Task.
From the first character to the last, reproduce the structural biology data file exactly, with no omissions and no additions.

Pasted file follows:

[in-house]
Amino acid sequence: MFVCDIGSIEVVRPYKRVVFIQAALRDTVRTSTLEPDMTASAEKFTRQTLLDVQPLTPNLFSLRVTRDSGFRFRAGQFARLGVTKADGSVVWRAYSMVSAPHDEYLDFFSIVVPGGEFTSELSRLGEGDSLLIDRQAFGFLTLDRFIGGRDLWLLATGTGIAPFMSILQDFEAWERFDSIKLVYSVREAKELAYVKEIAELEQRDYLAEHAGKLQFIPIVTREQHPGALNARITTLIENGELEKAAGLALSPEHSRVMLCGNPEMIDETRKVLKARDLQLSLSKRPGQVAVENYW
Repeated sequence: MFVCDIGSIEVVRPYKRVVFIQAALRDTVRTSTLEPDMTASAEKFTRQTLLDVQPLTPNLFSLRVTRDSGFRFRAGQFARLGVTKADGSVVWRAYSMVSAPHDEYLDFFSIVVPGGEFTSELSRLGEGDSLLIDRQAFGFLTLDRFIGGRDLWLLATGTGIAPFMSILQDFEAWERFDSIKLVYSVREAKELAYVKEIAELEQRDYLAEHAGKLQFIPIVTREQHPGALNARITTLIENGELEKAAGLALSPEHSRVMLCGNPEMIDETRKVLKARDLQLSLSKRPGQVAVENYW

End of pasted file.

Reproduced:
[in-house]
Amino acid sequence: MFVCDIGSIEVVRPYKRVVFIQAALRDTVRTSTLEPDMTASAEKFTRQTLLDVQPLTPNLFSLRVTRDSGFRFRAGQFARLGVTKADGSVVWRAYSMVSAPHDEYLDFFSIVVPGGEFTSELSRLGEGDSLLIDRQAFGFLTLDRFIGGRDLWLLATGTGIAPFMSILQDFEAWERFDSIKLVYSVREAKELAYVKEIAELEQRDYLAEHAGKLQFIPIVTREQHPGALNARITTLIENGELEKAAGLALSPEHSRVMLCGNPEMIDETRKVLKARDLQLSLSKRPGQVAVENYW
Repeated sequence: MFVCDIGSIEVVRPYKRVVFIQAALRDTVRTSTLEPDMTASAEKFTRQTLLDVQPLTPNLFSLRVTRDSGFRFRAGQFARLGVTKADGSVVWRAYSMVSAPHDEYLDFFSIVVPGGEFTSELSRLGEGDSLLIDRQAFGFLTLDRFIGGRDLWLLATGTGIAPFMSILQDFEAWERFDSIKLVYSVREAKELAYVKEIAELEQRDYLAEHAGKLQFIPIVTREQHPGALNARITTLIENGELEKAAGLALSPEHSRVMLCGNPEMIDETRKVLKARDLQLSLSKRPGQVAVENYW